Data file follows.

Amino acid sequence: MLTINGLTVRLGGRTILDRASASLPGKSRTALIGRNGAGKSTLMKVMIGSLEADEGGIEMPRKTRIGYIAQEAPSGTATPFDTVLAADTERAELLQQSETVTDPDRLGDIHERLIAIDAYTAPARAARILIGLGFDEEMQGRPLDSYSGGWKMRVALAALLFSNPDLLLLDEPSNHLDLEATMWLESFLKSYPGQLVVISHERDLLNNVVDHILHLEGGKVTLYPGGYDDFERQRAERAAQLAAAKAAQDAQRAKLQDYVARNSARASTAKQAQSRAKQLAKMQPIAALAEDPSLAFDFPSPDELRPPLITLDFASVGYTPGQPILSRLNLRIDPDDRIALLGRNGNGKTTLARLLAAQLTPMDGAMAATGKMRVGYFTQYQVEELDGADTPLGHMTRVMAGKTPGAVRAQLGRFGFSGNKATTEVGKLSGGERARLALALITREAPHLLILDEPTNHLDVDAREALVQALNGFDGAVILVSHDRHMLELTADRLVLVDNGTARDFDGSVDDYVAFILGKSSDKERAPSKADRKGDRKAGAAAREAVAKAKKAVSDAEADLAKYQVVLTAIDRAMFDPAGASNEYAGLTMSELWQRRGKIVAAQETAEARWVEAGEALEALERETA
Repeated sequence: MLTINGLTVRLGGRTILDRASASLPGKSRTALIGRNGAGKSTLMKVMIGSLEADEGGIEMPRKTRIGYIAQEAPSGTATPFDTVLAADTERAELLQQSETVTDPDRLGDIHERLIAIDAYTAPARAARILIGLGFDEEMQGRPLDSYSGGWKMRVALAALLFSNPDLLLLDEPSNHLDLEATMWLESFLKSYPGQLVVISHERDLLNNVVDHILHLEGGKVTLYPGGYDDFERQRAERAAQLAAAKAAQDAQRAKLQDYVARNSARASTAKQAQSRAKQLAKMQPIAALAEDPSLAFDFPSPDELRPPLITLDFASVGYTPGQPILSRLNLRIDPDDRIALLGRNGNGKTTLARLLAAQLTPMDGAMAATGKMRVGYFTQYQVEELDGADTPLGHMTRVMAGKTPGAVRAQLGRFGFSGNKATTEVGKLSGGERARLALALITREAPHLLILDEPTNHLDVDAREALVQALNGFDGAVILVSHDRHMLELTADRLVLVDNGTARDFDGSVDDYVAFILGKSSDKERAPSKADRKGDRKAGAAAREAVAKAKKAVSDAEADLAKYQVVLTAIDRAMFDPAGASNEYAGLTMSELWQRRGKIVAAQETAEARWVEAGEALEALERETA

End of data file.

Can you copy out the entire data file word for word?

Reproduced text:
Amino acid sequence: MLTINGLTVRLGGRTILDRASASLPGKSRTALIGRNGAGKSTLMKVMIGSLEADEGGIEMPRKTRIGYIAQEAPSGTATPFDTVLAADTERAELLQQSETVTDPDRLGDIHERLIAIDAYTAPARAARILIGLGFDEEMQGRPLDSYSGGWKMRVALAALLFSNPDLLLLDEPSNHLDLEATMWLESFLKSYPGQLVVISHERDLLNNVVDHILHLEGGKVTLYPGGYDDFERQRAERAAQLAAAKAAQDAQRAKLQDYVARNSARASTAKQAQSRAKQLAKMQPIAALAEDPSLAFDFPSPDELRPPLITLDFASVGYTPGQPILSRLNLRIDPDDRIALLGRNGNGKTTLARLLAAQLTPMDGAMAATGKMRVGYFTQYQVEELDGADTPLGHMTRVMAGKTPGAVRAQLGRFGFSGNKATTEVGKLSGGERARLALALITREAPHLLILDEPTNHLDVDAREALVQALNGFDGAVILVSHDRHMLELTADRLVLVDNGTARDFDGSVDDYVAFILGKSSDKERAPSKADRKGDRKAGAAAREAVAKAKKAVSDAEADLAKYQVVLTAIDRAMFDPAGASNEYAGLTMSELWQRRGKIVAAQETAEARWVEAGEALEALERETA
Repeated sequence: MLTINGLTVRLGGRTILDRASASLPGKSRTALIGRNGAGKSTLMKVMIGSLEADEGGIEMPRKTRIGYIAQEAPSGTATPFDTVLAADTERAELLQQSETVTDPDRLGDIHERLIAIDAYTAPARAARILIGLGFDEEMQGRPLDSYSGGWKMRVALAALLFSNPDLLLLDEPSNHLDLEATMWLESFLKSYPGQLVVISHERDLLNNVVDHILHLEGGKVTLYPGGYDDFERQRAERAAQLAAAKAAQDAQRAKLQDYVARNSARASTAKQAQSRAKQLAKMQPIAALAEDPSLAFDFPSPDELRPPLITLDFASVGYTPGQPILSRLNLRIDPDDRIALLGRNGNGKTTLARLLAAQLTPMDGAMAATGKMRVGYFTQYQVEELDGADTPLGHMTRVMAGKTPGAVRAQLGRFGFSGNKATTEVGKLSGGERARLALALITREAPHLLILDEPTNHLDVDAREALVQALNGFDGAVILVSHDRHMLELTADRLVLVDNGTARDFDGSVDDYVAFILGKSSDKERAPSKADRKGDRKAGAAAREAVAKAKKAVSDAEADLAKYQVVLTAIDRAMFDPAGASNEYAGLTMSELWQRRGKIVAAQETAEARWVEAGEALEALERETA